Snow settles on colder upper slopes You might think that the higher up you are, the nearer the sun you are—which means that the air ought to be slightly warmer. However, being a few hundred metres closer to the sun makes no difference, given that the sun’s rays have already had to travel 150 million kilometres (93 million miles) before reaching Earth. Temperatures are, in any case, normally lower at high altitudes, so what is causing them to be so? It is to do with atmospheric pressure: the higher up you are, the lower the pressure. This is because the column of air above you—which goes all the way up to the top of the atmosphere—is shorter as you go higher and higher. At sea level, the pressure is around 1013 millibars (14.7 pounds per square inch). At 1500 metres (5000 feet), it averages around 840 millibars (12.2 pounds per square inch).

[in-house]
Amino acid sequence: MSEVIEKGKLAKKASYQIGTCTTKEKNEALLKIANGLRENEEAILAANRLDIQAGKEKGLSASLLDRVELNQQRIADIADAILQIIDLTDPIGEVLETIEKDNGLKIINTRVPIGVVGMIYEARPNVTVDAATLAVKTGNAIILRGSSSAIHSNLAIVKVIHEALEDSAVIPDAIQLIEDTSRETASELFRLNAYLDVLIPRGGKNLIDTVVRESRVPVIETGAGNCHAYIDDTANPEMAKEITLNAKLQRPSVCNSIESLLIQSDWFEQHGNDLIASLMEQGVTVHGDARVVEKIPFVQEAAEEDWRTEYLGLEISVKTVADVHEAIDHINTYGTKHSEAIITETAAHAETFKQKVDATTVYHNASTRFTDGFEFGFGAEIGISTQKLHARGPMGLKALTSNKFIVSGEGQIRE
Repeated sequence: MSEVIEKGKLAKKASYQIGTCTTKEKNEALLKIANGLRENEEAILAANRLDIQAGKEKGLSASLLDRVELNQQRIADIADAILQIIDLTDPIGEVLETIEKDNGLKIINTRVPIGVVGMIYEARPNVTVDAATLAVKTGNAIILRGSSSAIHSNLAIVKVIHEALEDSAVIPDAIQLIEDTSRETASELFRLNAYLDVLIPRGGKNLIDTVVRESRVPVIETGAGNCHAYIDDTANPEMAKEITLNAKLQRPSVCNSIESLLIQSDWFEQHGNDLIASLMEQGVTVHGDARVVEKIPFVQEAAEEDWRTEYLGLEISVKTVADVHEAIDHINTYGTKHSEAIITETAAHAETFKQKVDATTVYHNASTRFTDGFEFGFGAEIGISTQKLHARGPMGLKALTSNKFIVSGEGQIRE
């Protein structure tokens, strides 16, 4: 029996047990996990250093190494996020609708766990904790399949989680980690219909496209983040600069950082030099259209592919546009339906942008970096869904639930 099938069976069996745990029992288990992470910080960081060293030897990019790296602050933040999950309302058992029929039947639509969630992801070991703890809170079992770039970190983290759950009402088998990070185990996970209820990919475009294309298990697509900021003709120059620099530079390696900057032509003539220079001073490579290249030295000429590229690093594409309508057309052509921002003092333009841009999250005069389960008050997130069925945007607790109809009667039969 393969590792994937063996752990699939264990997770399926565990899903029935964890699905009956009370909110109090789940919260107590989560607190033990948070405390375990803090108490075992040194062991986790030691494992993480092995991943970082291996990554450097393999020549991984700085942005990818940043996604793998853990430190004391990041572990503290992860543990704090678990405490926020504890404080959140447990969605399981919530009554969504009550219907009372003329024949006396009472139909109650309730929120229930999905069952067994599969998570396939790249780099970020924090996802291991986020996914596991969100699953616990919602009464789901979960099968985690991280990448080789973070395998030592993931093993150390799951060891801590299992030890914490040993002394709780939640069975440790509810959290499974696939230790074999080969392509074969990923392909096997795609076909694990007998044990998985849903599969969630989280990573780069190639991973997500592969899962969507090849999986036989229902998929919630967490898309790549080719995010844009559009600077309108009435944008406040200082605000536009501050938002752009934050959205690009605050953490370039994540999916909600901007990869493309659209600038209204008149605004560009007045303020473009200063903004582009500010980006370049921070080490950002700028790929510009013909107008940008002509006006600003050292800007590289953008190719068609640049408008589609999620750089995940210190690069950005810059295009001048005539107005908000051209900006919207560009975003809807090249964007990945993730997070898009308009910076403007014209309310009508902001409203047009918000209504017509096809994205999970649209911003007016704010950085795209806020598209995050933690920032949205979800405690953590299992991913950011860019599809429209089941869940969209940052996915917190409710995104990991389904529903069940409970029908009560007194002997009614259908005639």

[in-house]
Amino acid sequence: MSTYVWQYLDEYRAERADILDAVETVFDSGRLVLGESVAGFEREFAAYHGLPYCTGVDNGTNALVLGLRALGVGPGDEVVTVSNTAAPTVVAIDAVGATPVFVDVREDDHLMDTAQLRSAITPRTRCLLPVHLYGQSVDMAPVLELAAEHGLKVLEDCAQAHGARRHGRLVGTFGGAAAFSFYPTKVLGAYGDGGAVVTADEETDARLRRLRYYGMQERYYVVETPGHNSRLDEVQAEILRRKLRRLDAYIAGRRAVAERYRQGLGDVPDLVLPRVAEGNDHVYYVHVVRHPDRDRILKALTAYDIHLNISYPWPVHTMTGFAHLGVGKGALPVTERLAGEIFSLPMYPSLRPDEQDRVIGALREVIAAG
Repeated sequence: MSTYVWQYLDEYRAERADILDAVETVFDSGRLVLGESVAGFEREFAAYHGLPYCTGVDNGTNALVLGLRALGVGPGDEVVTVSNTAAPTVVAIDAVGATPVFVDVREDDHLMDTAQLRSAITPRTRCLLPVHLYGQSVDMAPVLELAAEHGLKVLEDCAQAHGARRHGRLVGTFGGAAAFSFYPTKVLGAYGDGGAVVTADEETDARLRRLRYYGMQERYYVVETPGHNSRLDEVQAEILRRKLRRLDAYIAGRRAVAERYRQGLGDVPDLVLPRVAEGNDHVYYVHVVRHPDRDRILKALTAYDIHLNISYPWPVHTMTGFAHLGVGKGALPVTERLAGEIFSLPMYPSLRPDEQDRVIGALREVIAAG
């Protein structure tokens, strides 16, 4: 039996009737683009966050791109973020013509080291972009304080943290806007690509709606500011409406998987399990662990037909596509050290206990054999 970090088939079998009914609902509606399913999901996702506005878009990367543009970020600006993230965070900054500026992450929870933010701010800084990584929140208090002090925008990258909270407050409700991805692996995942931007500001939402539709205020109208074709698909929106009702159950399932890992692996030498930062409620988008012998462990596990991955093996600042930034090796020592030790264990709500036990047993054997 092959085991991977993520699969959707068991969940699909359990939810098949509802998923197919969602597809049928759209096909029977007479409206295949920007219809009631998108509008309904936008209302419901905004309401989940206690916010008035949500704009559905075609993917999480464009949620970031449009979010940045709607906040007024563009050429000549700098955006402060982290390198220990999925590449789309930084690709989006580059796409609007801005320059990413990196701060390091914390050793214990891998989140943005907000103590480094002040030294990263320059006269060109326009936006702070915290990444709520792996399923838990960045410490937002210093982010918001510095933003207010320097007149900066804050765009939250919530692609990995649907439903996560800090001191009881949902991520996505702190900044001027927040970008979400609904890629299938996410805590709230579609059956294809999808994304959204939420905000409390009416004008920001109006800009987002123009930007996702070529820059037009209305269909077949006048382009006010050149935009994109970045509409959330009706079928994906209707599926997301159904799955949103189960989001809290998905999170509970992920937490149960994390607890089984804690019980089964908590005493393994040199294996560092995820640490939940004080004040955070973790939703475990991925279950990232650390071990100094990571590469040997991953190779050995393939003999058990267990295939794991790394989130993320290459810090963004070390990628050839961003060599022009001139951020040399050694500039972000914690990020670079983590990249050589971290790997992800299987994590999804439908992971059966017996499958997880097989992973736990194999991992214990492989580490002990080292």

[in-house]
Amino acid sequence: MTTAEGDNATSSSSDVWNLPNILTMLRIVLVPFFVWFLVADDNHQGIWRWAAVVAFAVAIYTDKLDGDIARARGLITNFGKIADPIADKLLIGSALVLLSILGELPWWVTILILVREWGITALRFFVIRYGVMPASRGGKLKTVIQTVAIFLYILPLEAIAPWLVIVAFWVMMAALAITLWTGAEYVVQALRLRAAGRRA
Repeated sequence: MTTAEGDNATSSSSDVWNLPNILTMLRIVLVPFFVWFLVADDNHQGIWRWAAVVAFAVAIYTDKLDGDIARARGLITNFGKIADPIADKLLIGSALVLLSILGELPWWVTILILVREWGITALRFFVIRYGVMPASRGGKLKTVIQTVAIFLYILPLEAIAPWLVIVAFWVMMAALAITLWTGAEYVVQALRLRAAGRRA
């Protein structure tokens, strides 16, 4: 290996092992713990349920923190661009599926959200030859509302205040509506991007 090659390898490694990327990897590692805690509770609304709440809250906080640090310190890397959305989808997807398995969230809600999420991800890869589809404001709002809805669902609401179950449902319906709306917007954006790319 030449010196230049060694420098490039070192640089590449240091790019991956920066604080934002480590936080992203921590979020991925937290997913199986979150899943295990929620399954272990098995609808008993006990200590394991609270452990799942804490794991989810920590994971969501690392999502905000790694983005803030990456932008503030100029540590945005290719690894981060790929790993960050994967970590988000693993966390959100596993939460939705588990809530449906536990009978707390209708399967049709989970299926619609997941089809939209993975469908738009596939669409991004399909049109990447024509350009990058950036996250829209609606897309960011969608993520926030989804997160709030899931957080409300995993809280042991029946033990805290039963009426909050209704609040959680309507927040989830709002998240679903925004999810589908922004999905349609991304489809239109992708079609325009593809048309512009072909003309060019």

Decreasing air temperature at higher altitudes influences the length of the growing season at different heights. Above a certain...Read More >>Decreasing air temperature at higher altitudes influences the length of the growing season at different heights. Above a certain altitude, very few plants can grow. Lower down, alpine meadows and shrubs are found. Lower still, below the tree line, there are coniferous forests, while on the lowest slopes deciduous woodland thrives.
Pressure and temperature
For gases such as air, which is a mixture of mostly nitrogen and oxygen, pressure has a marked effect on their temperature. When the air molecules are subjected to less pressure—at higher altitudes—they spread out. As a result, they don't collide with each other as much as they do where the pressure is greater—at low altitudes. Fewer collisions between air molecules mean less energy being given off, so the air is cooler.
Wind chill can have a far bigger effect on the air temperature than the lapse rate. It is typically windier at higher altitudes.
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